Conservatives’ powerful emerging Senate bloc could prove pivotal for the Government



June 06, 2018 00:02:38

A powerful new bloc in the Senate is forming — one that has the potential to be a make-or-break force for government legislation.

In the ruins of One Nation’s latest falling out, four conservative senators from four different parties are set to band together.

The group already includes Liberal Democrat David Leyonhjelm, Katter’s Australian Party senator Fraser Anning and Australian Conservatives senator Cory Bernardi.

And Senator Leyonhjelm told the ABC he was confident former Pauline Hanson loyalist Brian Burston would also join the loose alliance.

“Oh yes, I think so,” Senator Leyonhjelm said.

“I know Brian very well. He and I have been quite friendly in the whole time he’s been in the Parliament. I think he’d be pretty interested.”

Senator Burston and his One Nation leader had a spectacularly public falling out last week when he announced he would cross the floor and support the Coalition’s company tax cuts.

It is difficult to see how Senator Burston can remain in One Nation, especially because his leader has demanded his resignation.

But Senator Leyonhjelm said his crossbench colleague would not have to travel solo, inviting him to join the “little alliance”.

“We meet together as a group and decide our position,” Senator Leyonhjelm said.

“We get briefed by the Government as well together so that we can all ask our own questions.

“Once we’ve sorted out our position, then we negotiate with the Government as a group as well.”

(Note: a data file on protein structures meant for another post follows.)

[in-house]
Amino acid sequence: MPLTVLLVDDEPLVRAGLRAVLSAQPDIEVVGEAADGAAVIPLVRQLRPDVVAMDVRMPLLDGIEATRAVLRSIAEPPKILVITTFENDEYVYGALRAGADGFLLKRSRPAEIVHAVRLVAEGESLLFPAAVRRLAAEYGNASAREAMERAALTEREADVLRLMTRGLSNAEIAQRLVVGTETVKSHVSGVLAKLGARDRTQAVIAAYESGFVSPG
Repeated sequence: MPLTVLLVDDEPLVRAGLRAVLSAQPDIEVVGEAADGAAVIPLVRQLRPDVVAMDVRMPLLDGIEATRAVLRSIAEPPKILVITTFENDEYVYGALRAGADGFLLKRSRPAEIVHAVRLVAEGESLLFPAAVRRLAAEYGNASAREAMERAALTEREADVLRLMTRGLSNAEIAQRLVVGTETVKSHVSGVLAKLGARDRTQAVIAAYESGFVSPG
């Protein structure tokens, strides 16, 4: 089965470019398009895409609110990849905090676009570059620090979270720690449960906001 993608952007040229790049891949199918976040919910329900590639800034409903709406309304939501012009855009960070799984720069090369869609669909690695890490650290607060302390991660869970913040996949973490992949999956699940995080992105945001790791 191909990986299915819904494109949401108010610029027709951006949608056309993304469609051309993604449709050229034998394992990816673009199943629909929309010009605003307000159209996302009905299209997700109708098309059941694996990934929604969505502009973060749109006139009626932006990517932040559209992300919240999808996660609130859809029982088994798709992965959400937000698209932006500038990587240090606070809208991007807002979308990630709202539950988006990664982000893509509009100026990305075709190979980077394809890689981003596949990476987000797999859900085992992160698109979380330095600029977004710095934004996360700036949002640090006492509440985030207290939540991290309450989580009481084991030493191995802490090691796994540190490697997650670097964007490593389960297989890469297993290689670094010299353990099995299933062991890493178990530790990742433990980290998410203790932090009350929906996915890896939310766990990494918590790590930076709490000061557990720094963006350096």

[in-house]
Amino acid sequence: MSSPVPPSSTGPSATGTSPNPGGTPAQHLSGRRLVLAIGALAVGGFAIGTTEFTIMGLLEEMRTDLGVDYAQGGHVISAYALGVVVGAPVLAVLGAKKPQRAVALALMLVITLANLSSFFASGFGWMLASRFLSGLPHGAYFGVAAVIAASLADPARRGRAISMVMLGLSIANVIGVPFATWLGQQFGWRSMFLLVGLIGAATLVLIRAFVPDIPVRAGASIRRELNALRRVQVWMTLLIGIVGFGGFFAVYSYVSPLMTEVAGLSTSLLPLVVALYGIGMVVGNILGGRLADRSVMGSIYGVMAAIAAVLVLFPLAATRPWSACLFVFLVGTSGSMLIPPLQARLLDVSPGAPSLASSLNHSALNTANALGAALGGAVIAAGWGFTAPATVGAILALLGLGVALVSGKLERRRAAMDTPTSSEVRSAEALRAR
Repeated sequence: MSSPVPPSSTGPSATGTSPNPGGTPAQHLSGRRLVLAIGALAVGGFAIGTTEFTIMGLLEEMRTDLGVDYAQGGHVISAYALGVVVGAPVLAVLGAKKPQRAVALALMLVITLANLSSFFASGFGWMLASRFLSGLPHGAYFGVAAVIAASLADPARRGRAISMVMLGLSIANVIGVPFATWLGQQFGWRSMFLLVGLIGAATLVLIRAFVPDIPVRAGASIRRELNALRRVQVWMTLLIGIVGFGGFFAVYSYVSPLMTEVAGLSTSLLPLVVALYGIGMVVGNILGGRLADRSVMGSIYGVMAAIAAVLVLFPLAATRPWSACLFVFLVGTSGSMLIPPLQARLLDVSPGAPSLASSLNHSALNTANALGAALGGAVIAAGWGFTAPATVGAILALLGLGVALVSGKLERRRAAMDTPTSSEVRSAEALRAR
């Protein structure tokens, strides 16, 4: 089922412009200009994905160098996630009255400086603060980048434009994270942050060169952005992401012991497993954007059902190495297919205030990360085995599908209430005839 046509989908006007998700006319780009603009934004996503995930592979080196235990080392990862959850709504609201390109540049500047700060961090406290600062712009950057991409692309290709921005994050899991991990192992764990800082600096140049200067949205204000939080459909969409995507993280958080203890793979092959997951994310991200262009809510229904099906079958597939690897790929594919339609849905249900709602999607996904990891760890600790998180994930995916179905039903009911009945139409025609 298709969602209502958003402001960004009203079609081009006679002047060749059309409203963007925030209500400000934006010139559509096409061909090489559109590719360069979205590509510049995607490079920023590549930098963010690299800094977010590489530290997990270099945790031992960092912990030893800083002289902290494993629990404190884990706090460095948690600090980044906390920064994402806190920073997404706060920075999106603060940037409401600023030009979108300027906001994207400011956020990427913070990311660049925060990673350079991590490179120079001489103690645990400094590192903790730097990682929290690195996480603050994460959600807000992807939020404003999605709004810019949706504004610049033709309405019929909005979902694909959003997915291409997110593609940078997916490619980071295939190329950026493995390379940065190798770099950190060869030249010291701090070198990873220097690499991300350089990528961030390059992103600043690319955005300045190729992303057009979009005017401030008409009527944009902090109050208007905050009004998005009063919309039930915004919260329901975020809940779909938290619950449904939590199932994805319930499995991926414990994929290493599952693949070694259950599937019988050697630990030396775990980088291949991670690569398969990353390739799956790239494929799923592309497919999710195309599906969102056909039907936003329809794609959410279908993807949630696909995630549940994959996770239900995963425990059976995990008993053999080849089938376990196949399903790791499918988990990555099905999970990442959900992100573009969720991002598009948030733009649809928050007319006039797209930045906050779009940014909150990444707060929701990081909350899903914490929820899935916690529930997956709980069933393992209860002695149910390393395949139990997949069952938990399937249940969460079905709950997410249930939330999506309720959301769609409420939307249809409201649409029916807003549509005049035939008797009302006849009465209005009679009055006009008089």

While they are not committing to always voting the same way, the senators argue their alliance gives them more power and more negotiating heft.

They would also form a powerful potential bloc in the Upper House.

Less than two years ago, One Nation and the Nick Xenophon Team were the most influential on the crossbench, but infighting has diminished their size and power.

Senator Bernardi argued there was stability for Senator Burston post One Nation if he decided to leave or was expelled from the party.

“He will be strengthened by cooperating with us and we will be strengthened by having his input as well,” Senator Bernardi said.

Assuming the loose alliance sticks, the Coalition could lock in half of the crossbenchers it needs — if Labor and the Greens do not support its bills.

“It gives us the ability to shape legislative outcomes and it’s easier for the Government, quite frankly, to deal with a group of people who are trying to pull in the same direction,” Senator Bernardi said.

In a game of herding cats, a new bloc of four would at least allow the Government to sharpen its negotiating strategy.

Senator Leyonhjelm argued working together was usually better than acting alone.

“Sometimes that works, sometimes it doesn’t work,” he said.

“But the idea is that if we do all agree and the Government needs our votes and we’re minded to withhold our votes because we don’t feel particularly strongly about the legislation, then we might extract more concessions from the Government than we otherwise would.”

It is still unclear where Senator Burston will find a political home, if he is sacked from One Nation.

And even in this group, there is no guarantee of stability. After all, it brings a libertarian under the same roof as social conservatives and protectionists.

But the senators insist much more unites them than divides.





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